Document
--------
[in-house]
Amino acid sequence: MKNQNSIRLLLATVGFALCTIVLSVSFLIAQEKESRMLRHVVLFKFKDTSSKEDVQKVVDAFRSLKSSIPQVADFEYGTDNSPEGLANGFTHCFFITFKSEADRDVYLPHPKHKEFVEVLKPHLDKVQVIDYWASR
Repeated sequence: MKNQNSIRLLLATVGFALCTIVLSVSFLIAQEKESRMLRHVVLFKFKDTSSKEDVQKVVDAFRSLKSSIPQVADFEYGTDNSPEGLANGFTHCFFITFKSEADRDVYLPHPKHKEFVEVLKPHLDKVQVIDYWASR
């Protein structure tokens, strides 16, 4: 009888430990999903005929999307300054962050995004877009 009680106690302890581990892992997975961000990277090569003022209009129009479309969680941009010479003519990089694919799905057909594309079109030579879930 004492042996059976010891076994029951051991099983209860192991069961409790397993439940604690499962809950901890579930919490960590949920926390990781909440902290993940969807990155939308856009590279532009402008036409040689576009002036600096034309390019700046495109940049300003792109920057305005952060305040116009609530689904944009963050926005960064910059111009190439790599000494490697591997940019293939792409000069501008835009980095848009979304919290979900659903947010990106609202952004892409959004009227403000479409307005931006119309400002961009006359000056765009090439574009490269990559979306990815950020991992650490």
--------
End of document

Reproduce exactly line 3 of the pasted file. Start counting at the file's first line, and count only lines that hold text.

Repeated sequence: MKNQNSIRLLLATVGFALCTIVLSVSFLIAQEKESRMLRHVVLFKFKDTSSKEDVQKVVDAFRSLKSSIPQVADFEYGTDNSPEGLANGFTHCFFITFKSEADRDVYLPHPKHKEFVEVLKPHLDKVQVIDYWASR